March 18, 2019
As a result of many visa processing changes announced by the USCIS earlier this week, many applicants and employers are left scrambling to ensure that everything is revised in time for the April 1st start date. Notably, changes made to the processing of premium applications have caused a large amount of chaos for many who are filing applications, as the changes have disrupted timelines, application information, and even billing and fee cycles. Premium processing of applications, which is notably more expensive, traditionally guarantees a response within 15 days. However, the USCIS announced that they would not even begin the processing of applications until May 20th at the latest, creating a significant amount of uncertainty for visa applicants.
Reports from Forbes and NBCNews have given examples of the impacts, which range from law firms forced to re-examine hundreds of pre-planned applications, to more notably foreign students in the US attempting to transfer to visas that allow them to work here after graduation. More changes to regulations might even impact or prohibit spouses of H-1B workers from entering the US with them, which would be devastating to many families.
The visa process can be very turbulent time for both applicants and employers. With the potential for dramatic changes and ever-shifting laws, it is important for applicants to seek qualified legal representation to help them understand the process and protect themselves.
March 15, 2019
The USCIS has announced the starting dates for H-1B applications for fiscal year 2020. Applications will be accepted starting on April 1, 2019 and will be subject to any 2020 caps on the total number of visas approved. The USCIS also announced a number of changes, including changes to the visa selection process, changes to the processing of premium visa requests, and even a new H-1B employer data hub for the 2020 visa season.
Immigration services in the US are still actively trying to adapt to changes mandated by the Trump Administration, which is pushing for companies to hire American and limit the number of foreign workers who enter the US. Many of the changes during the last visa cycle lead to a large number of applications rejected for administrative reasons and caused concerns about discrimination and improper filing. Immigration laws can and do change every year, as do the processes involved. It is important to work with qualified legal help when attempting to gain approval to live and work in the United States.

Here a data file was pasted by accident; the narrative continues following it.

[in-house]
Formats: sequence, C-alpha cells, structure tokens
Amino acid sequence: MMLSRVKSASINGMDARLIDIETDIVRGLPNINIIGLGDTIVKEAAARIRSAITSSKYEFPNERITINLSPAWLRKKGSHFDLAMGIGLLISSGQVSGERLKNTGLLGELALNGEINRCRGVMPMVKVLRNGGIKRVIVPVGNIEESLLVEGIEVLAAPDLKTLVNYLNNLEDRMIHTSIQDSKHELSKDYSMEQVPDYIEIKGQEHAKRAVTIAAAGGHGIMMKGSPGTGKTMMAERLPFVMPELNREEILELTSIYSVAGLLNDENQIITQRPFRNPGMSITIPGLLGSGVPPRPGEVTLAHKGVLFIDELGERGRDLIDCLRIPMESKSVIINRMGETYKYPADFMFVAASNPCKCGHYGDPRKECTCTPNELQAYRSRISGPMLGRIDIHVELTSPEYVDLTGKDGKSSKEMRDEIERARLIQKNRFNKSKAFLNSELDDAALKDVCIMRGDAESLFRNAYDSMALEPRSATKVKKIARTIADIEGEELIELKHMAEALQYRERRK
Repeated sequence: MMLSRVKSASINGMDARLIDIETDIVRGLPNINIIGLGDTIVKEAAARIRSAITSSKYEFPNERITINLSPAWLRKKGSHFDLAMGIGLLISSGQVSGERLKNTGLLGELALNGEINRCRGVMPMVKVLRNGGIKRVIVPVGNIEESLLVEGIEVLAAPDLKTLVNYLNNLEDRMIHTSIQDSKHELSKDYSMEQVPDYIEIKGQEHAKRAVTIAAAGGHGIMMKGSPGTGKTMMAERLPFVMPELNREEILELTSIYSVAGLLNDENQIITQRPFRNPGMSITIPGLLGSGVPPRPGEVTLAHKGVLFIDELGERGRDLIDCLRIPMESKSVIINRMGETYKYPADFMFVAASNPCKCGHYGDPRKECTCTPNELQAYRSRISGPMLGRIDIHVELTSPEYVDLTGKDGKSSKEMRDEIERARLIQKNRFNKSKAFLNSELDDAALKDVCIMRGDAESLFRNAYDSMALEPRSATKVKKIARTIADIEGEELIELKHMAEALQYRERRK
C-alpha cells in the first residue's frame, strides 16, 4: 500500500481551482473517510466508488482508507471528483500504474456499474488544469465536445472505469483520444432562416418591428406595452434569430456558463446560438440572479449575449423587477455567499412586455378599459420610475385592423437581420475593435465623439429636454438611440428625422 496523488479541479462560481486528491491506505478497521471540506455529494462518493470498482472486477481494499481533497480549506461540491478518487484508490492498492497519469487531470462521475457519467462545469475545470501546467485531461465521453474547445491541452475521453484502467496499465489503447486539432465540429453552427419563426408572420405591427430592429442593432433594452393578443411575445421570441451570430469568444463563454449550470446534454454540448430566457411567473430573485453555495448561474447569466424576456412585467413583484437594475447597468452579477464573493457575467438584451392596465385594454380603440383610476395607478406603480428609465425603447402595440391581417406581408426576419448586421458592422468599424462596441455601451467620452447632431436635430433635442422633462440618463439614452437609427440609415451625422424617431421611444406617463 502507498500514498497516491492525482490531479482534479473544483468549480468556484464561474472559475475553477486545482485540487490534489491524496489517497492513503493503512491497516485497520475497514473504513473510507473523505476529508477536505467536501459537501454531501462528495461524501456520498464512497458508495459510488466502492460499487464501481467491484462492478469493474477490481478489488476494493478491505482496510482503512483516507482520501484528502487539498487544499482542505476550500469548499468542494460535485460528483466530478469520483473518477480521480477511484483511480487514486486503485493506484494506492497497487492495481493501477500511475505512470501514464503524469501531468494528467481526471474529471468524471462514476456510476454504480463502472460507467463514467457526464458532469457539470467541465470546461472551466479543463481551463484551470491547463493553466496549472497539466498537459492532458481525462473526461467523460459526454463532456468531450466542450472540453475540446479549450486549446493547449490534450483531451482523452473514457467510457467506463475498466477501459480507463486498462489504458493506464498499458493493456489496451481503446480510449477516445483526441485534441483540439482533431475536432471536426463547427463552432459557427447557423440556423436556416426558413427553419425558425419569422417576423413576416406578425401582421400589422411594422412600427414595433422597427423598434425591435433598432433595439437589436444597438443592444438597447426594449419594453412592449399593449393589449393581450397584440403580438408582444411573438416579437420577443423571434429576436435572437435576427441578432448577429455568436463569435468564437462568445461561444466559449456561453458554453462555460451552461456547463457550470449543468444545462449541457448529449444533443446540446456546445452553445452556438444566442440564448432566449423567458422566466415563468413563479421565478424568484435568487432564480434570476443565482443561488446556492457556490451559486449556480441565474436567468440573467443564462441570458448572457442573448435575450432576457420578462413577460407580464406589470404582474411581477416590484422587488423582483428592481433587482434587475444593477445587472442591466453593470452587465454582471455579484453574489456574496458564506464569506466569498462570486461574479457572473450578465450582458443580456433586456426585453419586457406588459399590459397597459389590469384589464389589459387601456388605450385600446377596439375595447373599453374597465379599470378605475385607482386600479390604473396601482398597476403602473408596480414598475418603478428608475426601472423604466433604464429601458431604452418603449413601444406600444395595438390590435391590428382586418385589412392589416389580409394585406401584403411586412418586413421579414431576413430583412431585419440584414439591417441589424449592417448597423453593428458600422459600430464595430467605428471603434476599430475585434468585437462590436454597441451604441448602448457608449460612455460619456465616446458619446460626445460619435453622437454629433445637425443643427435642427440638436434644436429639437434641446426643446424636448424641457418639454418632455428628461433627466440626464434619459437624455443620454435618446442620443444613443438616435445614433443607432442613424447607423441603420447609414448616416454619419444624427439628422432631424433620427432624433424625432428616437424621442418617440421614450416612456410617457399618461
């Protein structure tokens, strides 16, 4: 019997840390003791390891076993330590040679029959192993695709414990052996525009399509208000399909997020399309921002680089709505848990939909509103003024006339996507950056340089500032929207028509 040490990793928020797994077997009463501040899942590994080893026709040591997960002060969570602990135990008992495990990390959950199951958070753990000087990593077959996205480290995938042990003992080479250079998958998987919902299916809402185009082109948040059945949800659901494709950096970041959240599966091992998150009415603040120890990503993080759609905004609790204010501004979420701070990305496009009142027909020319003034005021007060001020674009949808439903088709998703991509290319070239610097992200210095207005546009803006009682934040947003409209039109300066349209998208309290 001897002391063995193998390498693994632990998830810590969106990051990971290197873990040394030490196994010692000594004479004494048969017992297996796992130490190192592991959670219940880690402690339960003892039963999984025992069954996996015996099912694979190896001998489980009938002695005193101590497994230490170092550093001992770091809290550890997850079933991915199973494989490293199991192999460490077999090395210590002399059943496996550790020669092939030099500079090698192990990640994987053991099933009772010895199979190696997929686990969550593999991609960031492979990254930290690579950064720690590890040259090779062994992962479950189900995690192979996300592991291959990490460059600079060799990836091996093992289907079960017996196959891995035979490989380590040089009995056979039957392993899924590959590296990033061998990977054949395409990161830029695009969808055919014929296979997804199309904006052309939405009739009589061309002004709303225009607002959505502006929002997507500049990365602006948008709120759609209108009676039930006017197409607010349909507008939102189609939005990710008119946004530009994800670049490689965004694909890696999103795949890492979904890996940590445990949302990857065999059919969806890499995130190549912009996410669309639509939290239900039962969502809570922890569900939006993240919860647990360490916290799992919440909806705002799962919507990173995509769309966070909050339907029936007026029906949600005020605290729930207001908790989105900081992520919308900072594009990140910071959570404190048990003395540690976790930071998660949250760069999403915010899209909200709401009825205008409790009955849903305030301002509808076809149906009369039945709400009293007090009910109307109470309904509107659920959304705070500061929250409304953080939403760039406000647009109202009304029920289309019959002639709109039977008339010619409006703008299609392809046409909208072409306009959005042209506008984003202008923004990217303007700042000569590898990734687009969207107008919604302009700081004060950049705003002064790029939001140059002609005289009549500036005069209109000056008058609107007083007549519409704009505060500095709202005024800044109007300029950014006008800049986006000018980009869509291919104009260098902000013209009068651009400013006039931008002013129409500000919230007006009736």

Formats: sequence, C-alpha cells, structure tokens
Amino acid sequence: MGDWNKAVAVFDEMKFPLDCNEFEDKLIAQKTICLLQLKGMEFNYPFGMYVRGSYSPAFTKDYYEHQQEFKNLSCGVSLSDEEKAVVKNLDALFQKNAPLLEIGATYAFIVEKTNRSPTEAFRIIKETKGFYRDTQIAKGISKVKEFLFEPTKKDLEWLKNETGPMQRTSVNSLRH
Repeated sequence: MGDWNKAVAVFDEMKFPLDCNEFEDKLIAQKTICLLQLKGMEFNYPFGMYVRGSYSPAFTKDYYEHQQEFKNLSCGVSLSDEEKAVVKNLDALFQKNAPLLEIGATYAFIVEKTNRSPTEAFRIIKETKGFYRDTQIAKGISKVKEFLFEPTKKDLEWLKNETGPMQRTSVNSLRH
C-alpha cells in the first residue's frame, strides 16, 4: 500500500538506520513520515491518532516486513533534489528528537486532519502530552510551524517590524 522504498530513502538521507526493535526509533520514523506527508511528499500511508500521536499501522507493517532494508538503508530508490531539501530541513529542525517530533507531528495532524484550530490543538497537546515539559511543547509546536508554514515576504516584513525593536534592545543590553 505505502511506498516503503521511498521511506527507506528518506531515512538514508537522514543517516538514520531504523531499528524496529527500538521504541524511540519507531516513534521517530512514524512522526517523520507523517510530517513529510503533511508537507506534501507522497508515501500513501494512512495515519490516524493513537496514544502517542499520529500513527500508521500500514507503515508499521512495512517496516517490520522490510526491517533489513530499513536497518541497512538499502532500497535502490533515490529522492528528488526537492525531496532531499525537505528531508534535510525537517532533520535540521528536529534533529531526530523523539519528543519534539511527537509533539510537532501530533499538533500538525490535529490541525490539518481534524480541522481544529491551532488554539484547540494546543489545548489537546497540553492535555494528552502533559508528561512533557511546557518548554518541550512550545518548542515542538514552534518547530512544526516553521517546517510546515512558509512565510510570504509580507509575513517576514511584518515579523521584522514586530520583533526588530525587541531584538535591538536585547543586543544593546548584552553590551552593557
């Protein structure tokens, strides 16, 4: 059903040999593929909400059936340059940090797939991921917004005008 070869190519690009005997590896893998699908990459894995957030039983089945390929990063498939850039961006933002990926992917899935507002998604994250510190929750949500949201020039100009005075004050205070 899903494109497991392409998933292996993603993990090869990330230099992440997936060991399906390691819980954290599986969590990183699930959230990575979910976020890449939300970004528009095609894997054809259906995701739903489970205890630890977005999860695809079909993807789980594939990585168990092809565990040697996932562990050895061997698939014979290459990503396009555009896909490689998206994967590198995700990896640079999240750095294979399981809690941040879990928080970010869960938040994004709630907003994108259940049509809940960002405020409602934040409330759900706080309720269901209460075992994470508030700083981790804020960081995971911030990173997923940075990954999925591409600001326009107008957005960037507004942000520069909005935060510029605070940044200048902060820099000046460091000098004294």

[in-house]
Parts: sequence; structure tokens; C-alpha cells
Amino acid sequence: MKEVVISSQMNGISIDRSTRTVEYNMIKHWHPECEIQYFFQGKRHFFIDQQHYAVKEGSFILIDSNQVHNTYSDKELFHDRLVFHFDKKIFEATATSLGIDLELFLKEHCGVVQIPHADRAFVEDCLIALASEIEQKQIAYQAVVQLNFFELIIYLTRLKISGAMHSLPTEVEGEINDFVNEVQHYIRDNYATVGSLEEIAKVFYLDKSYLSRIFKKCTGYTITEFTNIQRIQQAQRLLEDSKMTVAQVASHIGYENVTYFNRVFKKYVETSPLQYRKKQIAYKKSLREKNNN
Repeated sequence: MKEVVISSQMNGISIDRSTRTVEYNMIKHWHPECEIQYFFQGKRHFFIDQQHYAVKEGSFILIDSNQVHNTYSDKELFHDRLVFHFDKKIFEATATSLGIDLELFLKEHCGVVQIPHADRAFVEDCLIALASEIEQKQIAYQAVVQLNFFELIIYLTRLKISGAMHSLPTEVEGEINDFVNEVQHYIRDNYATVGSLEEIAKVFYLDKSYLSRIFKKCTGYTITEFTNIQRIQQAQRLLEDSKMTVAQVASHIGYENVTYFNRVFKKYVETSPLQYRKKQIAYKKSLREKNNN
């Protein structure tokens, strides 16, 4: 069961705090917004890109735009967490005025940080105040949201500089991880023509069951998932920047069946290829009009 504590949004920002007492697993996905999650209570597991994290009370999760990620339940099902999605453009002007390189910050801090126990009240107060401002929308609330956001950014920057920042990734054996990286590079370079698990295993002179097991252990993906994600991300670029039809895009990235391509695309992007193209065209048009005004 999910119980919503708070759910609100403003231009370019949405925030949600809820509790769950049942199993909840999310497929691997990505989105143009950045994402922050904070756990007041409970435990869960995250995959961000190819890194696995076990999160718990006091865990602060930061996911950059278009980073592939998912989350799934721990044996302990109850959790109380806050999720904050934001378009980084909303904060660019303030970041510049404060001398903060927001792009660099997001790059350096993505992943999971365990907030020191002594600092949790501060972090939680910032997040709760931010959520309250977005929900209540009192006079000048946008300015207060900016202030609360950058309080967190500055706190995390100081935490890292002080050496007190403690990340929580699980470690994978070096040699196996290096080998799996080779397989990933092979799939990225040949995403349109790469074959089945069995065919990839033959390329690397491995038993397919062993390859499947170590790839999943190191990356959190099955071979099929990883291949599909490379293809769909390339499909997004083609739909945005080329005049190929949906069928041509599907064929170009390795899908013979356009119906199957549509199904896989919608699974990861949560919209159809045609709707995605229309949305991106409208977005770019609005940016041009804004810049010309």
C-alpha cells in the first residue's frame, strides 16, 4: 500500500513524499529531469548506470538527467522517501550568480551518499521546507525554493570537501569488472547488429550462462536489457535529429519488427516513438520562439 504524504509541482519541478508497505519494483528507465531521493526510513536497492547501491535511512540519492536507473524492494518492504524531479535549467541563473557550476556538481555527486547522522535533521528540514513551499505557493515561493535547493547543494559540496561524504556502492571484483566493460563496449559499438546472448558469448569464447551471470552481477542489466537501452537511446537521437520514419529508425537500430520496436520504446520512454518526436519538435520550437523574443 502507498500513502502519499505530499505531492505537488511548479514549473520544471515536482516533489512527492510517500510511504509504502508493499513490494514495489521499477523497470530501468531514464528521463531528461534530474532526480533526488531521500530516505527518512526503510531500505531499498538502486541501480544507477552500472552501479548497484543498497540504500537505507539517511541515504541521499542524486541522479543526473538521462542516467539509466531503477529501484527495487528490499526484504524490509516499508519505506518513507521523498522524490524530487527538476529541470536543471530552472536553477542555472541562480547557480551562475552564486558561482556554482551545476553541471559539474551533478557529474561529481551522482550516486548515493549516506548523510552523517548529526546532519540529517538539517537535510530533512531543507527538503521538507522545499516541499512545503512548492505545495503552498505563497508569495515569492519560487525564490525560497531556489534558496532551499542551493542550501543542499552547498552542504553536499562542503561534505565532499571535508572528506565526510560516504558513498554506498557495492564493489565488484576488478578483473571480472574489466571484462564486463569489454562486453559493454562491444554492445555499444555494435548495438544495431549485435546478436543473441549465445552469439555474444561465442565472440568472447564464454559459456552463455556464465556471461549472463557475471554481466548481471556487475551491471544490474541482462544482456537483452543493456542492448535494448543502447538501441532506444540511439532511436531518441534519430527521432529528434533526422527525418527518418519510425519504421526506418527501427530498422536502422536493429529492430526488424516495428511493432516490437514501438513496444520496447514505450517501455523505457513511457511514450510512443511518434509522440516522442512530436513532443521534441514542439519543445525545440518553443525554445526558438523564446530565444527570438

March 11, 2019
A lawsuit filed against Apple and Infosys has been dismissed by US courts. The lawsuit alleged that Apple illegally conspired to abuse the US visa system to replace US workers with cheaper, outsourced labor from India. It was claimed that Apple was illegally attempting to get workers into the US on the cheaper B-1 Visa instead of the more expensive H-1B visas.
The lawsuit, filed by a whistleblower on the scheme and an independent contractor, was ultimately dismissed after the courts found that Apple’s use of the visa system was appropriate.
Companies using foreign workers should remain cautious and vigilant of scams, however, particularly in the wake of multiple sting operations against visa fraud and higher rates of denial for many firms, particularly foreign companies in the IT sector. For both companies wanting to hire foreign workers and for foreign workers seeking entry into the United States, it is important to maintain qualified legal counsel to ensure that all legal requirements are maintained throughout the visa process.